Pam:  I did actually. It seem to be just something that came naturally if you like to me. In other words, I always think and I’ve repeated this philosophy more formally over the years, it’s like a triangle – there’s nutrition, and there’s exercise in another corner and there’s something in the other corner that you might call “peace of mind” or the ability to resolve conflict or live happily, it’s something along those lines. So that’s the balance and if you ignore one, it’s at the expense of the whole. So you need the nutrition, you need the exercise, you need equally peace of mind or finding your own level of happiness or well that sort of thing. And so that’s what it’s all about I think and it’s different of course, absolutely different for different people as to how they make that work for them, but ignoring any of those aspects will be detrimental.

Bron Williams:  I like what you’re saying Pam because I work with a young couple in the States. I say young, they’re in their 40s. And they have a nutrition and exercise business and as a coach, I bring the mindset aspect. And yes, I totally agree, you must have all three points of the triangle and if you get out of balance, your triangle topples over. And I’ve seen it happen so often that I used to work in a Curves gym as a circuit trainer and you would watch people who all of a sudden started to lose the weight because of what was going on in their head. And they tried, and they tried and they tried and then all of a sudden, something happened in their mindset and they were able to lose the weight and continue with the exercise program. So yes, it’s so incredibly important what goes on between our ears.

Pam: Yes, I understand. Before I think we can’t just sort of compartmentalize different parts of us. The same as treating someone holistically, you can’t always isolate a symptom or something from the whole. So that’s how it works.

Dr. Drew:  What I would like to hear from a naturopath and discussion and something that sits around the lines of we have discussions around health, and wellness, and weight, and controlling weight and so forth. Can you tell us, as a naturopath, your view and your position and what our Boomers should be that perhaps a little focused on if we raised a little bit the subject of superfoods and how to use them?

Pam:  Yes, superfoods. Well I’m a great lover of superfoods myself because they again draw from the dietary aspect. I’ll answer the question directly and I’ll also say bring it back to weight. Sadly, probably as we age, as we probably all found, we need to eat less. We really need to eat less and less and so therefore, it becomes much more important to choose very carefully the foods that we are eating so that we’re getting nutrient-dense food and not wasting those calories which will only put on weight. And as they say, we’re often in Australia the most overfed and undernourished nation. So superfoods definitely are extremely useful in terms of the nutrients that they provide. Again, I’m not a believer or fanatical in kind of extreme approaches so I don’t think you should live your life in firmly or something weird, but I love the nutrient-dense superfoods like good yogurt, or kefir or those fermented foods which are being trendy at the moment, it definitely have a role as a superfood. As the role of the gut is more widely understood and the rich vegetables. A lot of these superfoods are vegetables which we’re now giving them these wonderful names as superfoods but really, they’ve just been normal foods that we should have all been eating all along. So I like superfoods a lot, all the brightly colored vegetables, as I said the yogurts and those sort of things are important. I have them in diet and I think they’re very important.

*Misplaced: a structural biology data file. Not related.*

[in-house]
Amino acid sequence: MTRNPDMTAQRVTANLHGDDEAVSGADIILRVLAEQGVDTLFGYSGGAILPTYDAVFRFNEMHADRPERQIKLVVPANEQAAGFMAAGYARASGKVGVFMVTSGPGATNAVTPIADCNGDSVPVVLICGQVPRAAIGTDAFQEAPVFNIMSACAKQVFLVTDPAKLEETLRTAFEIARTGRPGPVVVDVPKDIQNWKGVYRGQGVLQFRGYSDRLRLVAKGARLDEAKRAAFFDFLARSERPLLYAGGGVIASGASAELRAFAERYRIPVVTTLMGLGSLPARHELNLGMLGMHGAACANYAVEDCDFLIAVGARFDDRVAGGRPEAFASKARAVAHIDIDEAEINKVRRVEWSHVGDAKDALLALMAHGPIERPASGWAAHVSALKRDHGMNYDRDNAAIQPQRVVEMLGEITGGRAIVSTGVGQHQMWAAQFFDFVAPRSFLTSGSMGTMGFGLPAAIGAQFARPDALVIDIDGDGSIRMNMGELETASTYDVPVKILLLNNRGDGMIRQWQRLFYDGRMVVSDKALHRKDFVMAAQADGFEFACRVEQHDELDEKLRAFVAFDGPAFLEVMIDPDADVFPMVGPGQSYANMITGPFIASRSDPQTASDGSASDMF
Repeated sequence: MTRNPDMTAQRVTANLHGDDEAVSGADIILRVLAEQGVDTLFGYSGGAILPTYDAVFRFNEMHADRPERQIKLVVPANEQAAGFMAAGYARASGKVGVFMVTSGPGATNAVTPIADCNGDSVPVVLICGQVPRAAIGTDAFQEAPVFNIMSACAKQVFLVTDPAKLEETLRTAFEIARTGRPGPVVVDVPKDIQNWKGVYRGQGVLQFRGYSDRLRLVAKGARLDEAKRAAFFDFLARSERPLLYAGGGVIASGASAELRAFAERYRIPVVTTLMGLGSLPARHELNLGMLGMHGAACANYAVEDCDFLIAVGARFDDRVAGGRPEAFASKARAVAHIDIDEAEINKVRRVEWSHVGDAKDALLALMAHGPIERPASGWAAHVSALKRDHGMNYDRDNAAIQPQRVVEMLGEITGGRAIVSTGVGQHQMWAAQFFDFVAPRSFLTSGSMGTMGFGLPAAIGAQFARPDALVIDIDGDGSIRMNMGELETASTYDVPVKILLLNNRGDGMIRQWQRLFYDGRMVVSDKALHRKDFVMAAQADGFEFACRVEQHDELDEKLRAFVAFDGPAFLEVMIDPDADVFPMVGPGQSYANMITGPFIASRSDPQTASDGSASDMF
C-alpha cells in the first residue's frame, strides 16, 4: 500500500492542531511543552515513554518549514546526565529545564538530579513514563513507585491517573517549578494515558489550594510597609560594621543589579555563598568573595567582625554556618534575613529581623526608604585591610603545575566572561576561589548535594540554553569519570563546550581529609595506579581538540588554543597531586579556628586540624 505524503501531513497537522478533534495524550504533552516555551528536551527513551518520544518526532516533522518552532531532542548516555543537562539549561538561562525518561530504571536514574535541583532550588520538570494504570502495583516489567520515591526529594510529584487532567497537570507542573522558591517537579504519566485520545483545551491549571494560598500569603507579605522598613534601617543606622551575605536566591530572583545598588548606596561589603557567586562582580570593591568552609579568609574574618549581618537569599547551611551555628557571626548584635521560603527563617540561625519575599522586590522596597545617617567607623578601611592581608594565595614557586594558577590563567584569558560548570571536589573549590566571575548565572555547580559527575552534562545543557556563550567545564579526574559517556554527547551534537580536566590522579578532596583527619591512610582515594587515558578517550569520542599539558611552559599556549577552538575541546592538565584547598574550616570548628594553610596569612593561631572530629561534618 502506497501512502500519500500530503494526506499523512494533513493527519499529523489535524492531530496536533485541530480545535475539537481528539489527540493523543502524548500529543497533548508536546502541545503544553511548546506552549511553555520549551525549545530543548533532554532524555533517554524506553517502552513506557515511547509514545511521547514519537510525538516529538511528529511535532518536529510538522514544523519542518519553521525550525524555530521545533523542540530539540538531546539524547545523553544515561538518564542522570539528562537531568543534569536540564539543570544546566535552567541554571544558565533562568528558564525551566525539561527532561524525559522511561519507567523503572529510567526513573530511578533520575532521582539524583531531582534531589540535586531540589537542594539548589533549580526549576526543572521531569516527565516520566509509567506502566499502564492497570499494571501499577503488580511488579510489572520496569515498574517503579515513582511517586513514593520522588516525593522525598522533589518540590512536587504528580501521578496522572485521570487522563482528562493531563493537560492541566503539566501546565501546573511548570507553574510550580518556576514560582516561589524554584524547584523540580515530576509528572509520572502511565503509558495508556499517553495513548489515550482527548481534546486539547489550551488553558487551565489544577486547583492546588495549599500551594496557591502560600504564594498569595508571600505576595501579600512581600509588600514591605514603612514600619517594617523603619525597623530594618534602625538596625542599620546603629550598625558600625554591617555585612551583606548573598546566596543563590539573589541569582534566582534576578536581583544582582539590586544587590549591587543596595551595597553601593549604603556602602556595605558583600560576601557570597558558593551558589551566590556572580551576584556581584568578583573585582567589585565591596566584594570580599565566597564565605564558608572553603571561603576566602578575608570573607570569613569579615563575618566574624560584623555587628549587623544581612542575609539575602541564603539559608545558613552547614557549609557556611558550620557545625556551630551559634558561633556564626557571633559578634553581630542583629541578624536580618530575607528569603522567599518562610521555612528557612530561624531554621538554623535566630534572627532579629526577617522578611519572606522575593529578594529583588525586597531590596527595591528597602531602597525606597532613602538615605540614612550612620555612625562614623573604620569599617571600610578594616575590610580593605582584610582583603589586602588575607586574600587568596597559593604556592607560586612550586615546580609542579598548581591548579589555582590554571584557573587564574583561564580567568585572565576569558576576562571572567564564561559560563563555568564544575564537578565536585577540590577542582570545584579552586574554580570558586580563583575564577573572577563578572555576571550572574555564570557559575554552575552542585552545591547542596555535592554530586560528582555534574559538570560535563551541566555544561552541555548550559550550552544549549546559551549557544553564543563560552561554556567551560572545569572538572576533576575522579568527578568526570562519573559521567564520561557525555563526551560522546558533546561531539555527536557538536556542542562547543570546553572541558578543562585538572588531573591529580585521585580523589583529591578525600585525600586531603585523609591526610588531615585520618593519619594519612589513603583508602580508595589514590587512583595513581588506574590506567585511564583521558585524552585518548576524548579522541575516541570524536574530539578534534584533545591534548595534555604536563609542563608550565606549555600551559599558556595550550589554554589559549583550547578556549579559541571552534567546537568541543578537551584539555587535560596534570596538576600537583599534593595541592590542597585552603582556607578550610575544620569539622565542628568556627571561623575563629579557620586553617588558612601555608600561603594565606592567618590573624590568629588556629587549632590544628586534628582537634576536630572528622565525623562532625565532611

Dr. Drew:  Pam, can you explain to our listeners why they usually come in a powdered form?

Pam:  Well I prefer them in their whole food form myself. The powdered form I think is not kind of a second best option, it’s an option if you just feel like you can’t plow through half a ton of blueberries or you’re not getting your kefir, your yogurt or something like that and the powder becomes a convenient option. It’s unlikely to be a substitute for the real thing.

Brian Hinselwood:  But Pam, isn’t that one of the ongoing problems that because it’s easy, people choose it. People go to a supermarket, they pick up a packet or a tin or whatever it is, they don’t actually look at what it contains and all the processed foods contains something that’s quite obviously not natural. And this is surely the basic problem is that our food labeling and the food that we buy and we all buy it. That’s the problem, if we went back to as you say meat and free  veg everyday or something, we’ll probably be a lot healthier.

Pam:  I agree with you. A lot of the discussion about natural eating, complementary medicine, natural health comes back to education. And to some extent, people need education to understand how they can make natural food appealing and how it can be as convenient to cook a quick natural and simple meal if you like as it is to grab something off the shelf or grab a  takeaway. And look, it’s all again a question of balance, we all live with busy lives and need the convenient options at times but choose the less processed convenient options which is definitely possible now.